The Johns Hopkins Gazette: June 23, 2003
June 23, 2003
VOL. 32, NO. 38


Tips From the Johns Hopkins Greening Initiative

Johns Hopkins Gazette Online Edition

Air pollution and climate change are two of the greatest environmental challenges to public health. Transportation is a major contributor to both. The choices that each of us makes about how to get to work or school impact the quality of the air in Baltimore and the quantity of greenhouse gases released that contribute to global climate change.

Recently, a survey conducted within the Johns Hopkins Bloomberg School of Public Health indicated that 72 percent of faculty, 61 percent of staff and 44 percent of students drive alone to work/school. These statistics are likely similar in other divisions throughout the university

In accordance with President William R. Brody's call to reduce the university's footprint on the environment, the Environmental Stewardship Committee continues to work with the university and health system to increase environmentally friendly options for transportation to work and school. The committee has used the May 2001 survey results to direct some priorities and activities. Barriers cited that prevented people from using existing alternative transportation systems included lack of convenience and safety of Mass Transit Authority buses and trains and absence of incentives for not driving.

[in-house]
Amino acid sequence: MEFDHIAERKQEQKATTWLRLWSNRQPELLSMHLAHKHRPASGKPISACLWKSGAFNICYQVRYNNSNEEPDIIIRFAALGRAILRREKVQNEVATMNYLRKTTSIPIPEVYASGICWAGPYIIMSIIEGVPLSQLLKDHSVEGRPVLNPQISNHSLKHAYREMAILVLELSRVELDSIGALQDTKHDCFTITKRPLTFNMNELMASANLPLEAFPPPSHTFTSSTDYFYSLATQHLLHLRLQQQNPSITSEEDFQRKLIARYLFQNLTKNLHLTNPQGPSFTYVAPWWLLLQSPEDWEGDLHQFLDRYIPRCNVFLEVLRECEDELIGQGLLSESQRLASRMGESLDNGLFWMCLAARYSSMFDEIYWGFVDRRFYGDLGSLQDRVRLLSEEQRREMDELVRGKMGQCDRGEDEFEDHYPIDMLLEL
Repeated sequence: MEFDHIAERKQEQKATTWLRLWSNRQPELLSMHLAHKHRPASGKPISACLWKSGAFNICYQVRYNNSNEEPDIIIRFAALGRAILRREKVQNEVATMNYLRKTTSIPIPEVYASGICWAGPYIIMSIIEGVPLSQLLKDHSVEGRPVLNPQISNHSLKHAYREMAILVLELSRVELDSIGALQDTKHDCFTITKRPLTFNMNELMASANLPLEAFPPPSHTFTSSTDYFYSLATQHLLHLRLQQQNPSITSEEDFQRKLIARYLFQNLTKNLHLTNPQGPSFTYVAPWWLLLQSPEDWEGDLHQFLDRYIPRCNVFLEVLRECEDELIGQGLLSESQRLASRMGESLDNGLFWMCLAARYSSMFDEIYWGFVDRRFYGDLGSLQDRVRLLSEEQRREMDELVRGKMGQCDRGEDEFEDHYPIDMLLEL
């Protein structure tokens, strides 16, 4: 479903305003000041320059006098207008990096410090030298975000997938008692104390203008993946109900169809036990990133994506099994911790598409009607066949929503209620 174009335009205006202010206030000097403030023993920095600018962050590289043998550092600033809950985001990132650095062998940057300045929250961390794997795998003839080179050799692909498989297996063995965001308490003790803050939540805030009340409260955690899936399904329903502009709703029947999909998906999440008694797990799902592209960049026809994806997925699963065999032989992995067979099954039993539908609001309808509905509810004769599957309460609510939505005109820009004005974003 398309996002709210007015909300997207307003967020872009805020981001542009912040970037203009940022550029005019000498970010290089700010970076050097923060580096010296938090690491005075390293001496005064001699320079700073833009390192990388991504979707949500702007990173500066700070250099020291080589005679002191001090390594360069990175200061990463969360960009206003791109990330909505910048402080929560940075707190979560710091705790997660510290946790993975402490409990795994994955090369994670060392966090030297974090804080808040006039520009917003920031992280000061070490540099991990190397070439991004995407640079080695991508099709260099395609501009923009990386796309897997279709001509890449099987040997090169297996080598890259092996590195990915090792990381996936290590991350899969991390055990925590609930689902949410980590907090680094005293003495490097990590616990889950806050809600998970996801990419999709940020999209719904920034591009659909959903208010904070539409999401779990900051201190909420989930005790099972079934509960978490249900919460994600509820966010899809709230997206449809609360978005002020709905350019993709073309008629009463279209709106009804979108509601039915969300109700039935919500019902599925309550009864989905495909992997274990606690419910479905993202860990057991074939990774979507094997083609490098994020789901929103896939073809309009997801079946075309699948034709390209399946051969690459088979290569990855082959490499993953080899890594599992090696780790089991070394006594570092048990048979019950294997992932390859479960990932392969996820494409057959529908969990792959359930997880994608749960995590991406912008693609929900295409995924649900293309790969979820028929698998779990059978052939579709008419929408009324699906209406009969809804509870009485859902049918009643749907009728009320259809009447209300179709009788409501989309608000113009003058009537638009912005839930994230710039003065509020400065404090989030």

Johns Hopkins already offers some services to help employees and students reduce single-occupancy vehicle trips. For those who use mass transit, the cost of MTA passes can be deducted from pretax income, thereby reducing your total income tax. This requires a special form, which is available from the Benefits Office at 2021 Monument St. in East Baltimore. Also, special benefits are available for those who wish to carpool. Details can be obtained by calling the Parking Office at 410-955-5333.

The shuttle system operated by Johns Hopkins is a great way to ride between the Homewood campus, Pennsylvania Station/Henderson House, Peabody and the East Baltimore campus. There's no charge for the shuttles, but riders are required to show their Hopkins ID card. Schedules can be obtained from the stand just inside the Monument Street entrance on the East Baltimore campus and at the Homewood Security Office.

Information about alternative ways to get to work or school is available on the Greening Initiative Web site at:

Once there, click on "Greening Initiative" and then "Transportation" to find information about how Americans get to work and some links to other useful sites, including Rideshare, an online carpool matching service. Those interested in biking to the East Baltimore campus can join the list serve at

Reducing climate change and improving air quality are two of the most important challenges to public health. Trying to limit the number of miles we all ride solo in our cars is an important step to do our part to make the air healthier to breathe for everyone.